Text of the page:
Background & aims: Numerous studies implicate transforming growth factor (TGF)-beta signaling in liver fibrogenesis. To perturb the TGF-beta pathway during this process, we overexpressed Smad7, an intracellular antagonist of TGF-beta signaling, in vivo and in primary-cultured hepatic stellate cells (HSCs).
Methods: Ligation of the common bile duct (BDL) was used to induce liver fibrosis in rats. Animals received injections of an adenovirus carrying Smad7 cDNA into the portal vein during surgery and via the tail vein at later stages. The effect of Smad7 on TGF-beta signaling and activation of HSC was further analyzed in primary-cultured cells.
Results: Smad7-overexpressing BDL rats displayed reduced collagen and alpha-SMA expression and reduced hydroxyproline content in the liver, when compared with animals administered AdLacZ. Such a beneficial effect was also observed when Smad7 was expressed in animals with established fibrosis. Accordingly, Smad7 arrested transdifferentiation of primary-cultured HSCs. AdSmad7 infected cells remained in a quiescent stage and retained storage of vitamin A droplets. Smad7 expression totally blocked TGF-beta signal transduction, shown by inhibiting Smad2/3 phosphorylation, nuclear translocation of activated Smad complexes, and activation of (CAGA)(9)-MLP-Luc, resulting in decreased collagen I expression. Smad7 also abrogated TGF-beta-dependent proliferation inhibition of HSC. Smad7 did not decrease expression of alpha-SMA, but immunofluorescent staining with anti alpha-SMA antibodies displayed destruction of the fibrillar organization of the actin cytoskeleton.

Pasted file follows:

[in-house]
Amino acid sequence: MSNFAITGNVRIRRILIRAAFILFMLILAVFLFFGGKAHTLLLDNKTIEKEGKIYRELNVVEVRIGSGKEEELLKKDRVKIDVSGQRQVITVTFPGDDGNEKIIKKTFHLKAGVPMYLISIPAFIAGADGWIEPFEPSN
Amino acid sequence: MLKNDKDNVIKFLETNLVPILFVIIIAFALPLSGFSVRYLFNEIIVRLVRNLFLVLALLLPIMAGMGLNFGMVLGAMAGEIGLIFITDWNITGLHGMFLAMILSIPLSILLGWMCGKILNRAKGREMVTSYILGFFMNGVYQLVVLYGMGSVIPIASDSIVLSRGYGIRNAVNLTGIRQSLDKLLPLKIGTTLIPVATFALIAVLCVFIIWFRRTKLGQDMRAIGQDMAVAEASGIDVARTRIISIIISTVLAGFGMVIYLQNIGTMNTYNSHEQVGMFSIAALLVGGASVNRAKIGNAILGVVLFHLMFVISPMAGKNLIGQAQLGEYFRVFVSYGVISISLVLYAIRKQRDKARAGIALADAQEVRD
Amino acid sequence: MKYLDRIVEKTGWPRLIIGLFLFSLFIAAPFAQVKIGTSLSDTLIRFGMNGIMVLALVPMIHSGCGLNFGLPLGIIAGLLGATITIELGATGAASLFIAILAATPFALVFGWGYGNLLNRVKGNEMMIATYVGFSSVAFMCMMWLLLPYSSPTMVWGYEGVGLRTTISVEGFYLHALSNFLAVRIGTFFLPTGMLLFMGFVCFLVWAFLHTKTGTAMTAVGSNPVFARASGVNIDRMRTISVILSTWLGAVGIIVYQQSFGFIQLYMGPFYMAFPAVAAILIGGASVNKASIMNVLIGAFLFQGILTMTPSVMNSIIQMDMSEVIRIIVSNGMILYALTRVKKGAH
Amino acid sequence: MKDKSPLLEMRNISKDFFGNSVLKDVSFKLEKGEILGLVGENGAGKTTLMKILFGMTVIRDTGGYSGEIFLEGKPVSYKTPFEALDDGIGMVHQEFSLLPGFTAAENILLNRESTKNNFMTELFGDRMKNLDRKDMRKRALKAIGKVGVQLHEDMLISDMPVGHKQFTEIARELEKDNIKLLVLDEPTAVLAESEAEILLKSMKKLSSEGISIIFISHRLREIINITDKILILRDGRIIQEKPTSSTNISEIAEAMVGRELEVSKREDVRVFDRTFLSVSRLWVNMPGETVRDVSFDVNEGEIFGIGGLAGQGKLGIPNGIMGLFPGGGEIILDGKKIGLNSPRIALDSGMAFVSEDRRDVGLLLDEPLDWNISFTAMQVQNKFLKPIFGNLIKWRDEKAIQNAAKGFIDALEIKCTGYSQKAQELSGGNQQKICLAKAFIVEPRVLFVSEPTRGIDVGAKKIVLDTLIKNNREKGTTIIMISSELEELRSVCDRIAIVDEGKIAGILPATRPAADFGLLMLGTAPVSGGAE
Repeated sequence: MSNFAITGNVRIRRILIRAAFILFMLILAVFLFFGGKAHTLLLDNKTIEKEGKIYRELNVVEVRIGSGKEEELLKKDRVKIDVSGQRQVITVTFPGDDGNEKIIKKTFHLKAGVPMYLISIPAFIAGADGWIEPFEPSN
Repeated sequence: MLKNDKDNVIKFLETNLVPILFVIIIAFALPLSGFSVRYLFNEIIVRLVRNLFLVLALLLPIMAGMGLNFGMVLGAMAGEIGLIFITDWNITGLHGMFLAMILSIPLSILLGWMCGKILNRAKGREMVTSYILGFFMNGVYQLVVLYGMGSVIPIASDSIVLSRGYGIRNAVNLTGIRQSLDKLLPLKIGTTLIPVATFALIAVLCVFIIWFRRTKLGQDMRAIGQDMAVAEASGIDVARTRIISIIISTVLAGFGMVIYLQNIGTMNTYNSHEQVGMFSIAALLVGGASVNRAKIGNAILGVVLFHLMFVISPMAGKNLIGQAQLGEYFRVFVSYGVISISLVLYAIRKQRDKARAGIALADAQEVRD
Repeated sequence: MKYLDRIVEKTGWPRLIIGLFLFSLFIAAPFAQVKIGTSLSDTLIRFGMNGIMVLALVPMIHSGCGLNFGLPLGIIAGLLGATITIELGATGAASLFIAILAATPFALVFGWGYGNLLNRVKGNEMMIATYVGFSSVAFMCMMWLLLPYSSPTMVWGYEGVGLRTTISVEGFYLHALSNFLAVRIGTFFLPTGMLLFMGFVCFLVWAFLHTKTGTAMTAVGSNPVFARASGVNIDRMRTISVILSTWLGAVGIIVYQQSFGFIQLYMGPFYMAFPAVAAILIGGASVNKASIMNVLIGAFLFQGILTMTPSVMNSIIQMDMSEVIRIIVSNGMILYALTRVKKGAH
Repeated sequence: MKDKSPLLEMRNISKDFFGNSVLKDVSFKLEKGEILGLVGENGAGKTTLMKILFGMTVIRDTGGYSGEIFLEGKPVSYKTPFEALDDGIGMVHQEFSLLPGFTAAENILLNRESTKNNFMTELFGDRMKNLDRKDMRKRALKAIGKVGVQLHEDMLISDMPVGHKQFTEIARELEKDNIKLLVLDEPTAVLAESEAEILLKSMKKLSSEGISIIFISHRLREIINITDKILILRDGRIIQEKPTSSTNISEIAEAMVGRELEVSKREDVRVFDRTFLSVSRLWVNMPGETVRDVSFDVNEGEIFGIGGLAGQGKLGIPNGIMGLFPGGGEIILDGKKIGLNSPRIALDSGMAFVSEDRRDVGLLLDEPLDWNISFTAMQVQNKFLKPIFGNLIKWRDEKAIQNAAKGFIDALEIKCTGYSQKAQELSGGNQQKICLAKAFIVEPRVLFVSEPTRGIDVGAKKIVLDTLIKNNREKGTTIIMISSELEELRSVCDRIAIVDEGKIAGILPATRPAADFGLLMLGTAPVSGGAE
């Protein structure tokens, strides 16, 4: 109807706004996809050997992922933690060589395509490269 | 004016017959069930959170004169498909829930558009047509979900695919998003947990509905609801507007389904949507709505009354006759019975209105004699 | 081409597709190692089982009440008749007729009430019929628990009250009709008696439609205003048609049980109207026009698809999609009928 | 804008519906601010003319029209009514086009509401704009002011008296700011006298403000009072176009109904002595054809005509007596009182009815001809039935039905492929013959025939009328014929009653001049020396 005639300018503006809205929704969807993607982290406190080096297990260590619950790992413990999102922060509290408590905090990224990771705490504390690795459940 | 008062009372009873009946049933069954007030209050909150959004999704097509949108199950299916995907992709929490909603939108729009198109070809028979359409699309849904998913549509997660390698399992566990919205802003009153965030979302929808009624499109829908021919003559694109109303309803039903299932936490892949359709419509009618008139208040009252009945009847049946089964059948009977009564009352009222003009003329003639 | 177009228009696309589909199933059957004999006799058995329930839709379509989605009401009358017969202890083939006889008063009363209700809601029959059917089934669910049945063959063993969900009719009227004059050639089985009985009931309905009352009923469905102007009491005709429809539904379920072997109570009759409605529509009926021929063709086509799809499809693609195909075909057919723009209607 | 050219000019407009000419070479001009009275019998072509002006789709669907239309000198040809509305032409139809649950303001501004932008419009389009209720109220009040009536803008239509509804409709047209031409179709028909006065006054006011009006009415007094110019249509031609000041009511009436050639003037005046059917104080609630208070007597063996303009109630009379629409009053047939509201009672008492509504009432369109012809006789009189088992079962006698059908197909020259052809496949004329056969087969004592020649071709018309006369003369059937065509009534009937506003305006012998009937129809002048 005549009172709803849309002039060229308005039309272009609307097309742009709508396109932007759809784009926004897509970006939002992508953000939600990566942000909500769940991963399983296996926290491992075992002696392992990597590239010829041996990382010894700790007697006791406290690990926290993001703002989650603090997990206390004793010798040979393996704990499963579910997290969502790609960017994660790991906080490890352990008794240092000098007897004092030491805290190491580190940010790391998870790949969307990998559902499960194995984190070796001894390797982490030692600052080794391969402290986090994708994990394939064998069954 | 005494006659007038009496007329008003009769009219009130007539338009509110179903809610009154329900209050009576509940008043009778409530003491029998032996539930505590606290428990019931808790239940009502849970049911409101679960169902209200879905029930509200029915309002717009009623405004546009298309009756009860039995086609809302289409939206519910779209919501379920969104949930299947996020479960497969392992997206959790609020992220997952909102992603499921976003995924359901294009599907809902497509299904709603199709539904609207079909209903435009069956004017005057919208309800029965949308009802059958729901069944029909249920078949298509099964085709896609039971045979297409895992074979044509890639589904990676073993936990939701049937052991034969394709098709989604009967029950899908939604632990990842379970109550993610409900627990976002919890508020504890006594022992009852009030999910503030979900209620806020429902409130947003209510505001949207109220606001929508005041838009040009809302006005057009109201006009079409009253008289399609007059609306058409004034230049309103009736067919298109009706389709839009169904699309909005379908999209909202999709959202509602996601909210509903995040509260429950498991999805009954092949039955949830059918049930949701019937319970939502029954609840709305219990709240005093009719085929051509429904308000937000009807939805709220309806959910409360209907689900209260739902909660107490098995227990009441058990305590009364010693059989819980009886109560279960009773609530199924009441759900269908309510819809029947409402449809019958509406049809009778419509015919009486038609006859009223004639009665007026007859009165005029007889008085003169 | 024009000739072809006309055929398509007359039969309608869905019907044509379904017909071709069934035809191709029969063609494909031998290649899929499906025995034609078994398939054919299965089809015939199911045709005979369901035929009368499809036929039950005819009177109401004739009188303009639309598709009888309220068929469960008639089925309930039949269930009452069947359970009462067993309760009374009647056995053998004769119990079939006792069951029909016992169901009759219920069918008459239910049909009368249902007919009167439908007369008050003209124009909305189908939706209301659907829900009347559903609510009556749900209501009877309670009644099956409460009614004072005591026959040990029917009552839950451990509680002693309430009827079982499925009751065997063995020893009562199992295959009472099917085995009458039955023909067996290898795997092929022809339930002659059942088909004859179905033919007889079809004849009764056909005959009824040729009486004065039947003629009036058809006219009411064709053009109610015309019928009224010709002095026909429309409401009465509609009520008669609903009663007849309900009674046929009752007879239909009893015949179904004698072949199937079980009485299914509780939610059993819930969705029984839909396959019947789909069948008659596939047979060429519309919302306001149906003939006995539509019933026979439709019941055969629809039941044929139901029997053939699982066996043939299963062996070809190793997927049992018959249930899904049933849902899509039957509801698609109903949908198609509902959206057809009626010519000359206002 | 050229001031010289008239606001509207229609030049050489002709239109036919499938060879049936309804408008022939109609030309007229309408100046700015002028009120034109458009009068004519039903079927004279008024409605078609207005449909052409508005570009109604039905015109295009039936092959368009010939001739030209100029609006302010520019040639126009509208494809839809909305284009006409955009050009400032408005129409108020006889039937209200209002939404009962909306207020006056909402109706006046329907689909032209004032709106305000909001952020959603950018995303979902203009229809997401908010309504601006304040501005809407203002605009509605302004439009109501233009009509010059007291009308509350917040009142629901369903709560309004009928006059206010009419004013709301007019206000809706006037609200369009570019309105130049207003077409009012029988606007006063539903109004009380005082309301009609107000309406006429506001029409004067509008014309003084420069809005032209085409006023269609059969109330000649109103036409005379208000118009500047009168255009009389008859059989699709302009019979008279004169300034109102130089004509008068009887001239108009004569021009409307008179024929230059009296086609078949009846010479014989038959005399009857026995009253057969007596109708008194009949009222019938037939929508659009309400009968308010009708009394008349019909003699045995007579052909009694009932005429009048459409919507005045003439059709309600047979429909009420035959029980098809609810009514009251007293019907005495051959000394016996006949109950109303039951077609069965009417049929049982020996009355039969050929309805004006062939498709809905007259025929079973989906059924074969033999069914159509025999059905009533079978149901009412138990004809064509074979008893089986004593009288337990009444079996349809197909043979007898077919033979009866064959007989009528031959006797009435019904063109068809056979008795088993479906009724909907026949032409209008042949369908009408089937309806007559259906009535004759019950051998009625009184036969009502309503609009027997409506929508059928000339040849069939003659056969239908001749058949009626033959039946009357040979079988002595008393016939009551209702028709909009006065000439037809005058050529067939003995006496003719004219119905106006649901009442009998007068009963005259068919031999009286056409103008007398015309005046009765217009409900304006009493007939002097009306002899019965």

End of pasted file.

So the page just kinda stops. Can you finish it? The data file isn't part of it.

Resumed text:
Conclusions: In summary, gene transfer of Smad7 inhibits experimental fibrogenesis in vivo. Studies with isolated HSC suggest that the underlying mechanisms involve inhibition of TGF-beta signaling and HSC transdifferentiation.